The late 1990s was an awesome time for Star Wars games, and one of my personal favorites to this day is Shadows of the Empire. At the time it was awesome looking, and while the game didn’t necessarily flesh out the story as well as the book, it was nonetheless a treat for a young Star Wars fan. If you’ve never played it, or perhaps haven’t played it in years, then allow us to celebrate it together — 2016 marks the game’s 20th anniversary! — before you go off and play it, now that it’s once again available on GOG.com.
Yes, ever since the Atari days Star Wars games had been trying to recreate the awesome battle on Hoth, but Shadows of the Empire was the first that did it in 3D, giving us a chance to wrap up the legs of a walker and take it down. The icy battlefield looks a little sparse by today’s standards, but at the time it felt so alive, with Rebel turrets pouring fire into approaching probe droids, AT-STs, and Imperial walkers. This was the first time outside of the X-Wing series of games that I felt like I was participating in an epic battle, and it still feels pretty great to fly with Rogue Squadron as you do your darndest to protect Echo Base.
2. Reliving Awesome Movie Moments
Playing as Shadows’ hero, Dash Rendar, you get a chance to visit a number of planets and locales. Throughout all of it, though, is a fun mix of new environments that feel like firsts for the Star Wars universe, as well as scenes that are meant to connect fans to the films. For instance, the included screenshot is part of the Hoth level, as Dash comes across the Millennium Falcon right as it escapes from Darth Vader and the stormtroopers in the hangar. This is a pretty major moment in the films, and it grounds the game in the universe and sells the idea that you’re living out a real side story, someone important to the plot of the films, even if he never got any screen time.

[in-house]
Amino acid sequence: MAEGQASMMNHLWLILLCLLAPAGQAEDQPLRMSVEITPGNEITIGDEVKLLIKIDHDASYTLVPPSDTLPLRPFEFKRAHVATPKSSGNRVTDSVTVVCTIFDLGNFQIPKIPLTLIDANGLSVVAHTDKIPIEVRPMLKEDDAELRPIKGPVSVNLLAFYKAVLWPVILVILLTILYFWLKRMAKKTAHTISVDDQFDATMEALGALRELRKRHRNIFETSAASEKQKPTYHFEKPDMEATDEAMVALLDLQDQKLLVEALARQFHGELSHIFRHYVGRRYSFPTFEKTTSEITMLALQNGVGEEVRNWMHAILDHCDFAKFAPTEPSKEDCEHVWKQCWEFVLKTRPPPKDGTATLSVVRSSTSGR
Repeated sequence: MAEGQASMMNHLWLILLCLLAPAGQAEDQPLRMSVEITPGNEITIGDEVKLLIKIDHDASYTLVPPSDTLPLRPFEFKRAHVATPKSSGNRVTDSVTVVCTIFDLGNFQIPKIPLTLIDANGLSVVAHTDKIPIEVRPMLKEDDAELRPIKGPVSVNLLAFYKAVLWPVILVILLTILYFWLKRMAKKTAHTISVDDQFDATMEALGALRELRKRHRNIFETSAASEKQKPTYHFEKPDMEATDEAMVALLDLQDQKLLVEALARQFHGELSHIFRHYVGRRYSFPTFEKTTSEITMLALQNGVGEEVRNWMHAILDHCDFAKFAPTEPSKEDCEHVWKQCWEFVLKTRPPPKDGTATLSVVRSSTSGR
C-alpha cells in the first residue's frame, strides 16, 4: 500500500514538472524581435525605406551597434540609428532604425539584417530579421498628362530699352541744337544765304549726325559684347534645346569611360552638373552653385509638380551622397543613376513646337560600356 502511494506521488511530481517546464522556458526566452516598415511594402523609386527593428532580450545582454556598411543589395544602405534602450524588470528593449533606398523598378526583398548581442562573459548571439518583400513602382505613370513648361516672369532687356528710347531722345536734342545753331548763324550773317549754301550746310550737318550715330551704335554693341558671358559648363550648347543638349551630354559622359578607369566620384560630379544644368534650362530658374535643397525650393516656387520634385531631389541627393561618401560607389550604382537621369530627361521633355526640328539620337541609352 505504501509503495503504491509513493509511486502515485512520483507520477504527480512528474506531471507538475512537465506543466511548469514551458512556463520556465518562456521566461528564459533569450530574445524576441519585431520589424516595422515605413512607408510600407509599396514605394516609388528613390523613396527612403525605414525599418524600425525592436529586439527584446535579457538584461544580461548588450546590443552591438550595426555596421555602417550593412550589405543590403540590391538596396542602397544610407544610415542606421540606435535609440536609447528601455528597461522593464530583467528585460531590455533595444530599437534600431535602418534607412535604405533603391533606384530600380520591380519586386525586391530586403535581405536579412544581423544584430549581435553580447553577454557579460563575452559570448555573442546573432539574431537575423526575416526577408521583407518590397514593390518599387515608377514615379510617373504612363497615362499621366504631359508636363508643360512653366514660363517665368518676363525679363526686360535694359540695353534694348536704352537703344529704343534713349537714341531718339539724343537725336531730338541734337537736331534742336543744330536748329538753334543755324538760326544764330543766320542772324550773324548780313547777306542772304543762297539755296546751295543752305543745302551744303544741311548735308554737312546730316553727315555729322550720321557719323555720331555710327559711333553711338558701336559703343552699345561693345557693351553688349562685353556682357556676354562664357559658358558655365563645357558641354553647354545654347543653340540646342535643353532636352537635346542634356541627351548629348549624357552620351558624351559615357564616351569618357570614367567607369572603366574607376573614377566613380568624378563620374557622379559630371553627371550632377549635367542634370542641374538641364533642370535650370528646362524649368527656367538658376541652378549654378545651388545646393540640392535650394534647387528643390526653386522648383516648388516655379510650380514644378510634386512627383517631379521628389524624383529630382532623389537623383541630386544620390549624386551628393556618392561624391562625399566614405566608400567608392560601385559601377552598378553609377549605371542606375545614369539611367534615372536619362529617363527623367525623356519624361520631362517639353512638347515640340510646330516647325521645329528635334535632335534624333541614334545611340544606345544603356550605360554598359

3. Great-Looking Cinematics
Look, in the late ’90s the cinematics in Shadows of the Empire were pretty phenomenal. Fully voiced and animated, they sell the story far better than simply reading a screen with some text setting up the plot (though Shadows totally has iconic Star Wars story crawls, too!). Even better, they give a voice to characters we’d only read about in the Shadows book, and help us learn how to properly pronounce the name of game/book villain, Prince Xizor.
4. Boba Fett and Slave I
Since Shadows of the Empire takes place between Episodes V and VI, it unsurprisingly spends a lot of time focusing on the hunt for the captured hero Han Solo. What this means for players is that you get to take on the most deadly bounty hunter ever: Boba Fett. You track Fett to a distant world and, after taking on a host of Imperial soldiers, battle it out smuggler versus bounty hunter. It’s still a pretty intense fight, particularly since taking down Fett is only the first part of the fight — after that you still have to shoot up his ship, Slave I.
5. Riding a Swoop
Like taking down an AT-AT, I think most Star Wars fans have longed for games that fulfill the fantasy of racing a speeder bike through the forests of Endor. While today I think a number of games fulfill that pretty well, Shadows of the Empire stands as an early leader in that. No, you don’t get to visit Endor, but on one level you race a bunch of swoop-bike gang members to Obi-Wan Kenobi’s old house on Tatooine. It’s a fast, intense level, and ramming other swoop riders into debris still gives a sense of satisfaction.
6. Starship Battles
Whether it’s taking Dash Rendar’s ship, the Outrider, into a deadly asteroid field and blasting away TIE fighters, or an epic ship-to-ship dogfight in the game’s final level, Shadows of the Empire mixes in ship combat alongside planet-centric story sections to create a great Star Wars experience. Like the battle on Hoth, the starship sections of the game create a sense of scale that few games did at the time Shadows was released.
What are your favorite moments from Shadows of the Empire? Perhaps the fight against IG-88? If there’s something we missed, I’d love to hear it. If you’ve never played it, or maybe just can’t remember because it’s been 20 years since its original release, then check it out and play it again GOG.com.
Anthony Gallegos is a freelance writer who loves Star Wars and video games. He’s written for publications like IGN, GameSpy, 1UP, EGM, and Games for Windows: The Official Magazine. You can follow him on Twitter at @chufmoney.